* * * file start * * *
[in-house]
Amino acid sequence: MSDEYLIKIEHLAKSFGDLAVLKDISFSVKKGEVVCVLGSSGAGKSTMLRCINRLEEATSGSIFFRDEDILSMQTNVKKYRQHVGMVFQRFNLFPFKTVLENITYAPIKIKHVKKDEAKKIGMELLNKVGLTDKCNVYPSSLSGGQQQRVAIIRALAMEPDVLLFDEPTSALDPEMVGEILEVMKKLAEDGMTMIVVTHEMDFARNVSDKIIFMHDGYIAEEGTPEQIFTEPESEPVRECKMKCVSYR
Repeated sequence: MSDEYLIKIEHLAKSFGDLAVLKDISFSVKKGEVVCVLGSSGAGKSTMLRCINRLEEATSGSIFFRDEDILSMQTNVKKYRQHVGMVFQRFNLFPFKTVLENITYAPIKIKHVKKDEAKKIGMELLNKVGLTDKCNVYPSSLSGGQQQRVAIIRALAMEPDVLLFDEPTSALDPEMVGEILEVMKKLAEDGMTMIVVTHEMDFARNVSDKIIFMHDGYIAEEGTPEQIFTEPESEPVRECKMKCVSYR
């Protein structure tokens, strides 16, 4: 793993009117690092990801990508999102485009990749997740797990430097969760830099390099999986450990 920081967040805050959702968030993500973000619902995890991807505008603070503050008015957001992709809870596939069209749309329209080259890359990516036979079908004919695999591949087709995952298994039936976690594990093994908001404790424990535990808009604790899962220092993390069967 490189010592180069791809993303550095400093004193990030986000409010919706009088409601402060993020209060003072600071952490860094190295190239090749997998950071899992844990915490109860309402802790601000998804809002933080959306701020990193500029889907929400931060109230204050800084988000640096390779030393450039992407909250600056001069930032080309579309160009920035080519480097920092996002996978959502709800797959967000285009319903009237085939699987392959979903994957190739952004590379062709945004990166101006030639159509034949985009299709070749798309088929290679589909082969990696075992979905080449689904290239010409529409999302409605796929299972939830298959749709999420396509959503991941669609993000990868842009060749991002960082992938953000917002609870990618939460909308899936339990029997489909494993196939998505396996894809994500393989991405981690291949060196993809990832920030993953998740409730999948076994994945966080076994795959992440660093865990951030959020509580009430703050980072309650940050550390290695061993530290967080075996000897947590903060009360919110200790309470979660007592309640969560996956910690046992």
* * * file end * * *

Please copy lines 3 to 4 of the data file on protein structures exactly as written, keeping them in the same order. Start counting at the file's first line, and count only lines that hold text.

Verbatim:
Repeated sequence: MSDEYLIKIEHLAKSFGDLAVLKDISFSVKKGEVVCVLGSSGAGKSTMLRCINRLEEATSGSIFFRDEDILSMQTNVKKYRQHVGMVFQRFNLFPFKTVLENITYAPIKIKHVKKDEAKKIGMELLNKVGLTDKCNVYPSSLSGGQQQRVAIIRALAMEPDVLLFDEPTSALDPEMVGEILEVMKKLAEDGMTMIVVTHEMDFARNVSDKIIFMHDGYIAEEGTPEQIFTEPESEPVRECKMKCVSYR
């Protein structure tokens, strides 16, 4: 793993009117690092990801990508999102485009990749997740797990430097969760830099390099999986450990 920081967040805050959702968030993500973000619902995890991807505008603070503050008015957001992709809870596939069209749309329209080259890359990516036979079908004919695999591949087709995952298994039936976690594990093994908001404790424990535990808009604790899962220092993390069967 490189010592180069791809993303550095400093004193990030986000409010919706009088409601402060993020209060003072600071952490860094190295190239090749997998950071899992844990915490109860309402802790601000998804809002933080959306701020990193500029889907929400931060109230204050800084988000640096390779030393450039992407909250600056001069930032080309579309160009920035080519480097920092996002996978959502709800797959967000285009319903009237085939699987392959979903994957190739952004590379062709945004990166101006030639159509034949985009299709070749798309088929290679589909082969990696075992979905080449689904290239010409529409999302409605796929299972939830298959749709999420396509959503991941669609993000990868842009060749991002960082992938953000917002609870990618939460909308899936339990029997489909494993196939998505396996894809994500393989991405981690291949060196993809990832920030993953998740409730999948076994994945966080076994795959992440660093865990951030959020509580009430703050980072309650940050550390290695061993530290967080075996000897947590903060009360919110200790309470979660007592309640969560996956910690046992």